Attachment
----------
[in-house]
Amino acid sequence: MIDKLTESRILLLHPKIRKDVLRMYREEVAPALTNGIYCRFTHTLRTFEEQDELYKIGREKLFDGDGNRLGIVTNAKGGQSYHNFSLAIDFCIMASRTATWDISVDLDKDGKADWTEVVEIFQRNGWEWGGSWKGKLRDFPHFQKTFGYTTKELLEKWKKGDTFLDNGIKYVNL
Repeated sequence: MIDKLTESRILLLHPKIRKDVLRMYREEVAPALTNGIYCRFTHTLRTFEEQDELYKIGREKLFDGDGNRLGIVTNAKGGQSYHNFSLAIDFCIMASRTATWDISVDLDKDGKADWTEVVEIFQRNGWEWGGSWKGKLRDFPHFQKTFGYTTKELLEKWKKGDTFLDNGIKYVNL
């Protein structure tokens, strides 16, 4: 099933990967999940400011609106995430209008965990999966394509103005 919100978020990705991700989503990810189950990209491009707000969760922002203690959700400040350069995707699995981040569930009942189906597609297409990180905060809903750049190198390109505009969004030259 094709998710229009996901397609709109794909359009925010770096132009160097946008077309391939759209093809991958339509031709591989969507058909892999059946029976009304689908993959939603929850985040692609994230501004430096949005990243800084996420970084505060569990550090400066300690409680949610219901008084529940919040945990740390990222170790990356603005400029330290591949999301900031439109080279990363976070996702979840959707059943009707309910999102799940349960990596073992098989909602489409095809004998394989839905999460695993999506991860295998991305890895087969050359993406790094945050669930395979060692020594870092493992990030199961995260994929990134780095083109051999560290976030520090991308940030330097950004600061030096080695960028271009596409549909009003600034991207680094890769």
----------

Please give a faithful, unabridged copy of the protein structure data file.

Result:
[in-house]
Amino acid sequence: MIDKLTESRILLLHPKIRKDVLRMYREEVAPALTNGIYCRFTHTLRTFEEQDELYKIGREKLFDGDGNRLGIVTNAKGGQSYHNFSLAIDFCIMASRTATWDISVDLDKDGKADWTEVVEIFQRNGWEWGGSWKGKLRDFPHFQKTFGYTTKELLEKWKKGDTFLDNGIKYVNL
Repeated sequence: MIDKLTESRILLLHPKIRKDVLRMYREEVAPALTNGIYCRFTHTLRTFEEQDELYKIGREKLFDGDGNRLGIVTNAKGGQSYHNFSLAIDFCIMASRTATWDISVDLDKDGKADWTEVVEIFQRNGWEWGGSWKGKLRDFPHFQKTFGYTTKELLEKWKKGDTFLDNGIKYVNL
């Protein structure tokens, strides 16, 4: 099933990967999940400011609106995430209008965990999966394509103005 919100978020990705991700989503990810189950990209491009707000969760922002203690959700400040350069995707699995981040569930009942189906597609297409990180905060809903750049190198390109505009969004030259 094709998710229009996901397609709109794909359009925010770096132009160097946008077309391939759209093809991958339509031709591989969507058909892999059946029976009304689908993959939603929850985040692609994230501004430096949005990243800084996420970084505060569990550090400066300690409680949610219901008084529940919040945990740390990222170790990356603005400029330290591949999301900031439109080279990363976070996702979840959707059943009707309910999102799940349960990596073992098989909602489409095809004998394989839905999460695993999506991860295998991305890895087969050359993406790094945050669930395979060692020594870092493992990030199961995260994929990134780095083109051999560290976030520090991308940030330097950004600061030096080695960028271009596409549909009003600034991207680094890769």